For a few glorious hours last night, baseball was back. The New York Yankees faced off against the Washington Nationals in what felt like a throwback to a bygone era. In preparation for the game, I tried to bring to mind the last time I had sat in front of my television with America’s pastime on the screen. That would have been a World Series game, also featuring the Washington Nationals, but at over 250 days ago, it might as well have been a different lifetime. Who was I in November 2019? Who were any of us, pre-2020, pre-coronavirus, pre-quarantine, pre-fraying of our country’s social fabric? The champion Nationals were certainly different, with a roster that boasted the likes of Anthony Rendon, Ryan Zimmerman and Juan Soto, all absent from Opening Day.

The optimism that came from actually starting a baseball season did not last long, overshadowed by Soto’s positive COVID test and an hour-long rain delay that eventually led to the game being called after 5 innings. Another baseball game was played later that night on the West Coast, showing the San Francisco Giants versus the L.A. Dodgers and newly-minted gajillionaire Mookie Betts, but by 10 p.m. ET the images on the screen were so ominous with downpour and bursts of lightning as to cast a pall upon the upcoming 60-day season.

This is all to ask: With Game 1 in the books, how likely is it that we see this “season,” even in its truncated form, to completion? Or put in a more practical way in line with the mission statement of this website: Is it worth subscribing to MLB.TV this year?

I’ve subscribed to MLB.TV as long as I’ve earned a salary. Every February, the $120 charge on my credit card comes as a somewhat welcome surprise, a reminder that baseball is coming. Except for this year. As the calendar whooshed past what was supposed to be Opening Day, through April and May and June, that $120 charge came to symbolize a payment for a service that was never delivered. I kept expecting Major League Baseball to refund me, or at least send me an email about their cancellation policy, but they never did, nor was there any information on the topic on their website. Eventually I called, complaining about what was essentially an interest-free loan, and the fee was returned in full.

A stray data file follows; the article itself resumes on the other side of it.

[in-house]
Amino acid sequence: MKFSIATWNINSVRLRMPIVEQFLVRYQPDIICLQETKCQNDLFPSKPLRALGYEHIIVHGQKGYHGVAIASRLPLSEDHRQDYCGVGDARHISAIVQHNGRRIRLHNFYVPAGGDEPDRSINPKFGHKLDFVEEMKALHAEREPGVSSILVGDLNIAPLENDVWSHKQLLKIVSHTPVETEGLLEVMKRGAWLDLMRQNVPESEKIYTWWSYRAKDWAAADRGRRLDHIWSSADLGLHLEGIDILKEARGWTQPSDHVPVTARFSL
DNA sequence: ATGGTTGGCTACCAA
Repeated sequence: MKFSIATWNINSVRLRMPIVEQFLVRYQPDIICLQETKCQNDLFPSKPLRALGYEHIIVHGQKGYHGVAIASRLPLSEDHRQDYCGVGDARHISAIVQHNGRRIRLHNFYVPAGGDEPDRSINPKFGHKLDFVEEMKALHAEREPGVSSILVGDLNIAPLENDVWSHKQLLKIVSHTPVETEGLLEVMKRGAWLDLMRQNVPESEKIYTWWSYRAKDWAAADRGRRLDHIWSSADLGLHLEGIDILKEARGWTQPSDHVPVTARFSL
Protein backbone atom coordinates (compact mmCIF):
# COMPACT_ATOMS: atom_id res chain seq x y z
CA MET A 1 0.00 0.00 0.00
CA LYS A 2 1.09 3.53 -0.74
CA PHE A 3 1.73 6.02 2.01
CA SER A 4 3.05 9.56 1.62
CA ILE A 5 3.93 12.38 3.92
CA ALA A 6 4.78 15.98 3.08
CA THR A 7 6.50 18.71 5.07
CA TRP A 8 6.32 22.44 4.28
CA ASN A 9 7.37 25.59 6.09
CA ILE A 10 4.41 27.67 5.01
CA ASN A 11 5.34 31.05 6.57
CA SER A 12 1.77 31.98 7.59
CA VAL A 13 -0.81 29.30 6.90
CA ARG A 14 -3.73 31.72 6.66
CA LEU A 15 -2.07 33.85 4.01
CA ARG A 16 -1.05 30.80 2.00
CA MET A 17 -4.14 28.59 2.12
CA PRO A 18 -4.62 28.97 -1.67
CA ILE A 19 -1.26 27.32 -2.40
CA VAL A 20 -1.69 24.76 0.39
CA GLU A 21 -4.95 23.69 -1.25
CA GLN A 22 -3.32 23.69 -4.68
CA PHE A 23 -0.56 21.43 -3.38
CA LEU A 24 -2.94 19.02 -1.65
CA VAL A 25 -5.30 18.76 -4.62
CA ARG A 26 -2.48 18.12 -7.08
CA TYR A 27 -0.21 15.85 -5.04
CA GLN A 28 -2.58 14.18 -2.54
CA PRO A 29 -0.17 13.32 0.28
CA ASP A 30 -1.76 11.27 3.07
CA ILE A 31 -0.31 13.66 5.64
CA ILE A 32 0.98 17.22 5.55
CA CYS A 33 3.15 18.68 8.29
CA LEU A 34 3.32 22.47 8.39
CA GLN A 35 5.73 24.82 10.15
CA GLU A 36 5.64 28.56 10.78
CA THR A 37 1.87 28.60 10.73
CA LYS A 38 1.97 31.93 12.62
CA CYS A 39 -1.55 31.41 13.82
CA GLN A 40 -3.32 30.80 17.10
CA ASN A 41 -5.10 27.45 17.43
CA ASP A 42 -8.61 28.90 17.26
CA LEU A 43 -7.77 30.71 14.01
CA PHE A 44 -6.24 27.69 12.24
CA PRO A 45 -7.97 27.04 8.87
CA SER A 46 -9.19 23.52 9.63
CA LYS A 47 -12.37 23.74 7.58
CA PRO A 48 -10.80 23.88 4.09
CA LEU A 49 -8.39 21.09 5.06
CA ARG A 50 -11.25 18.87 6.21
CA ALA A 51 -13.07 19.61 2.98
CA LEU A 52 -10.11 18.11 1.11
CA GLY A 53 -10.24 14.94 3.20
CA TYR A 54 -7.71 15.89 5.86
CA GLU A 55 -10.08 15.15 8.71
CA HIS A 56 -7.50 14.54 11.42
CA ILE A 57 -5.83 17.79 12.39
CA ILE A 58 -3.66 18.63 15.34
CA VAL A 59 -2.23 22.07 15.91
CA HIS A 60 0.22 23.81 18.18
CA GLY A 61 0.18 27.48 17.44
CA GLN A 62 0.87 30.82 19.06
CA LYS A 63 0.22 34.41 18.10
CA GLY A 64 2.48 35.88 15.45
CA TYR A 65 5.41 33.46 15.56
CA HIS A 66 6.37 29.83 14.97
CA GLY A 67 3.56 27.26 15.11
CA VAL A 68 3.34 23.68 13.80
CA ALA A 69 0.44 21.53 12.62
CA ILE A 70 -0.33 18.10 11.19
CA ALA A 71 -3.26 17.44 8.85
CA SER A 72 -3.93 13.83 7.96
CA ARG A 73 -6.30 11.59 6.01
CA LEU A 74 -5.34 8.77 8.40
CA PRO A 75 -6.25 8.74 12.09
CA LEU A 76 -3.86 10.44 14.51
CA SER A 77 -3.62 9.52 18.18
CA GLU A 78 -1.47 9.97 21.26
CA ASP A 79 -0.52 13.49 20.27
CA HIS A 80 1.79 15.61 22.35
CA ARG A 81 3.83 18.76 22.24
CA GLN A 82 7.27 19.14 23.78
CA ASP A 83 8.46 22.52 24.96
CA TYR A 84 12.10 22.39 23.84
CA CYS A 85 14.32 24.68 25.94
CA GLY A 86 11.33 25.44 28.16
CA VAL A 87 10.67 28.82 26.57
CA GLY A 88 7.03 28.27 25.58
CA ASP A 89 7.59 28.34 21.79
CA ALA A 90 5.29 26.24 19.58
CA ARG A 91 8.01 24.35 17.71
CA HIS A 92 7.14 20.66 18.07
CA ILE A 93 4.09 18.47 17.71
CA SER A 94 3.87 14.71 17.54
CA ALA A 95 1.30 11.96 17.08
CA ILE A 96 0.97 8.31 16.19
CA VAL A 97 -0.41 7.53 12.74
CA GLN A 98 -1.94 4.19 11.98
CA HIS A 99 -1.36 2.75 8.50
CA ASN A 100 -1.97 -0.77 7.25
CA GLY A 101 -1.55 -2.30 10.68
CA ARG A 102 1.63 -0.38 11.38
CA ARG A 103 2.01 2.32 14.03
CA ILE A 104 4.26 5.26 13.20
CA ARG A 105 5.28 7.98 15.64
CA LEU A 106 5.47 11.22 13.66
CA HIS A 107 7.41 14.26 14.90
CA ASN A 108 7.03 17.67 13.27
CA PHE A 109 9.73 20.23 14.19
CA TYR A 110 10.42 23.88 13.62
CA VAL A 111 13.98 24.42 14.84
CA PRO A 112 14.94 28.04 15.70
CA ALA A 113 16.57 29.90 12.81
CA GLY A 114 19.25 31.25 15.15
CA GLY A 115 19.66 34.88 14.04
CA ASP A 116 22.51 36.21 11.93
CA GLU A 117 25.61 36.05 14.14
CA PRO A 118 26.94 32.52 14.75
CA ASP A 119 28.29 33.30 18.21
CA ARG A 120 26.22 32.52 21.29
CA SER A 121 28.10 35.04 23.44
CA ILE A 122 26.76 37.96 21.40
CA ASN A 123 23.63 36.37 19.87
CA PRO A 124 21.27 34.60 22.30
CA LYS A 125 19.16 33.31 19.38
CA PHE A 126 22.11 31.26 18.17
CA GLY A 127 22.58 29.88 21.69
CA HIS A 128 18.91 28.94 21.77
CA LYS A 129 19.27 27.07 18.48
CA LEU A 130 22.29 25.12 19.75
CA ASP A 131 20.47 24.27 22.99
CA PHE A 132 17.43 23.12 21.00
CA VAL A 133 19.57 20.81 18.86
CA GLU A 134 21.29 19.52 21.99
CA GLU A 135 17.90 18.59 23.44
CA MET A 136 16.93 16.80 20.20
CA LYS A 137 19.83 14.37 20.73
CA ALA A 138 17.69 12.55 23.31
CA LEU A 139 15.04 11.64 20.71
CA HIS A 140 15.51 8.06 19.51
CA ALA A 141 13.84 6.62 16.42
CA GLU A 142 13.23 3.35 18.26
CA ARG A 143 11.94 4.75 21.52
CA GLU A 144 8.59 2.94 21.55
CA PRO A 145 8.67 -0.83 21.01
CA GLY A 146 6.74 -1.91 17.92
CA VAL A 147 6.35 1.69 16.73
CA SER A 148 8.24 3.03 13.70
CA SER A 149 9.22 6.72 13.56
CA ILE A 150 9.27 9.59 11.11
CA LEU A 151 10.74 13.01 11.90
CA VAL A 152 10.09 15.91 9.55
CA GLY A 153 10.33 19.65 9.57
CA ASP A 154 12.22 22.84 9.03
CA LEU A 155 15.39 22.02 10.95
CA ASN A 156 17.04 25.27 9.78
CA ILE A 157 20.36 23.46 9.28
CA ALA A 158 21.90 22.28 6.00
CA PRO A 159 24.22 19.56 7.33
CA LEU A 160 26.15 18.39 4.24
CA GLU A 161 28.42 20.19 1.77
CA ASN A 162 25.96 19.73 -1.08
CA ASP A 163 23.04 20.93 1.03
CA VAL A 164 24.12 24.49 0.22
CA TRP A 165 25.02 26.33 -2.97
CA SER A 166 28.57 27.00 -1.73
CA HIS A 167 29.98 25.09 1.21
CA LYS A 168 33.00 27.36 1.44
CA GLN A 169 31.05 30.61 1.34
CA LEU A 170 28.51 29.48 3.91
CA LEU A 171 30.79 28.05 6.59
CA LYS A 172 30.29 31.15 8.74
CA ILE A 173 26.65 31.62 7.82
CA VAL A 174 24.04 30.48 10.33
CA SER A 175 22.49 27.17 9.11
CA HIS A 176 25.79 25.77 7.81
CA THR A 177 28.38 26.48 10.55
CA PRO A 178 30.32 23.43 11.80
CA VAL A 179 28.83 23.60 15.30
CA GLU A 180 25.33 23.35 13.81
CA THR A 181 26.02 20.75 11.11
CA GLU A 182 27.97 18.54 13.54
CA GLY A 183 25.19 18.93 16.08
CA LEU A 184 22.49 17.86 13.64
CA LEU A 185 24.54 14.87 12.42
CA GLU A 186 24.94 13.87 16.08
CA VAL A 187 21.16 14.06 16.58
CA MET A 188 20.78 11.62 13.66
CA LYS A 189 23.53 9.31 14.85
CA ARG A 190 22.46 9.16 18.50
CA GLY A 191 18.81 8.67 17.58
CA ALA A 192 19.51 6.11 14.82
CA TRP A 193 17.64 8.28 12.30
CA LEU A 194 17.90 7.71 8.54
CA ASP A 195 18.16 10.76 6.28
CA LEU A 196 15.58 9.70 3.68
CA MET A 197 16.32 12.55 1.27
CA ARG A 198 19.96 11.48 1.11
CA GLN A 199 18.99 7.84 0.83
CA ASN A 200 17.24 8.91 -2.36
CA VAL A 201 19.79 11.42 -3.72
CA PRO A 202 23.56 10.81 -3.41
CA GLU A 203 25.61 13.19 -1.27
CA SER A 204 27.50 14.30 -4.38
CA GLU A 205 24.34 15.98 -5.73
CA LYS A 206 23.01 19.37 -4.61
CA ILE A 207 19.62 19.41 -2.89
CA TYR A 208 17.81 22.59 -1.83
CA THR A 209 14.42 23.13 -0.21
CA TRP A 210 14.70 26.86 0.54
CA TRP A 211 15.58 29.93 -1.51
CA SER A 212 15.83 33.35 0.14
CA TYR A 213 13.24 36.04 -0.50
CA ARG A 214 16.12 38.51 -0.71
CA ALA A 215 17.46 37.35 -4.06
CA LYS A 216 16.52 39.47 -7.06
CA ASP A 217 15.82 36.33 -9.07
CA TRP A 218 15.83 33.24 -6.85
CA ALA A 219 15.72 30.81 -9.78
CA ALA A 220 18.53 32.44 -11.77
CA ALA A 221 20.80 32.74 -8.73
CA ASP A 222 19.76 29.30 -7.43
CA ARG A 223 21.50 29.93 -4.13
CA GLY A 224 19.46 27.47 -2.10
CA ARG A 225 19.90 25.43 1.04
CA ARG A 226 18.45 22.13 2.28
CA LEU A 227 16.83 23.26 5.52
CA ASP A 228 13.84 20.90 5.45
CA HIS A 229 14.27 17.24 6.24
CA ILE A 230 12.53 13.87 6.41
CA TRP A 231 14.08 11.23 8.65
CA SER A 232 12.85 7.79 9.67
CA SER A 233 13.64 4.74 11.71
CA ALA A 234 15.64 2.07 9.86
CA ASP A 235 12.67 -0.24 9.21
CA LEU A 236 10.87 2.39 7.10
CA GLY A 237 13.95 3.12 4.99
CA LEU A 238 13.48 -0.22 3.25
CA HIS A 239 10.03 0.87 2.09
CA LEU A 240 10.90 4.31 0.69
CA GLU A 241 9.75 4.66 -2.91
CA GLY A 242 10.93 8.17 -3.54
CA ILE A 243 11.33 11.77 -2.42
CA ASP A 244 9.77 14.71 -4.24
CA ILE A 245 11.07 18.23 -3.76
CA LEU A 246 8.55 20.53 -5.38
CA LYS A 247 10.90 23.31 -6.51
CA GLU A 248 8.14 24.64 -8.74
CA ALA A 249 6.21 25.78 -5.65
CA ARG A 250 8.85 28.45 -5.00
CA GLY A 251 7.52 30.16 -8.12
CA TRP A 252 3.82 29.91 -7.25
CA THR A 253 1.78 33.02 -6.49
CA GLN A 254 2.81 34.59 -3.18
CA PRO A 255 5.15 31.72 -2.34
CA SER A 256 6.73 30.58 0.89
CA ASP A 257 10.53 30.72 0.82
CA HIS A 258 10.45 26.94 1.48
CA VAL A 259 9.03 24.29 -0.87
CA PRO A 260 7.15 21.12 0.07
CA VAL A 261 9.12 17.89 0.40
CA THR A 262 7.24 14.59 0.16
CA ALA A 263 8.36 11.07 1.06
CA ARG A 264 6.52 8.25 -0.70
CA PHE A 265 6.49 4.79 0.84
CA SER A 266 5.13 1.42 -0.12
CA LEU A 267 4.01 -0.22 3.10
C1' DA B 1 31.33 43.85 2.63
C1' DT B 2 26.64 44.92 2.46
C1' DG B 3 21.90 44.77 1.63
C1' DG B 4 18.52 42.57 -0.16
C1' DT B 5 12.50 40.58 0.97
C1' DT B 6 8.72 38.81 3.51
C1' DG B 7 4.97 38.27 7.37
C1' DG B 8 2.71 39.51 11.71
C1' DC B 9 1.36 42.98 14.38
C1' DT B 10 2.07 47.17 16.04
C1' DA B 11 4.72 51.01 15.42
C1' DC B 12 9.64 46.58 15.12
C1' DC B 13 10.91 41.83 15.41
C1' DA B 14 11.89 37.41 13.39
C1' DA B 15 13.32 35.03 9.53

Now, MLB.TV wants longtime subscribers back. They’ve decided to price this season at $60, which, as noted by Yahoo! Sports, is actually more expensive per game. Those who bought the package in February and March were given a $76 credit, lowering their cost to just over $45. The MLB is also making this reduced price available for consumers like me who canceled in the summer.

Should I do it? Though the prospect of watching unlimited baseball after four months starved for sports is undeniably appealing, I just can’t shake the feeling that the promise of the 2020 season is nothing but a mirage. In all likelihood, baseball (as well as basketball and hockey, set to return in the next week or so) will be put on hold again after a soft opening. It will follow the well-worn path of offices, restaurants and amusement parks, all ready to reopen with social distance precautions in place, only to be shuttered again by authorities anxious to maintain the illusion of control.

My advice is this: Enjoy baseball while you can. If you have the money to spend, go ahead and treat yourself to as much of the sport that is made available for consumption. Just don’t be surprised when the angry gods of 2020 strike again, taking away one more thing for us to love.

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Books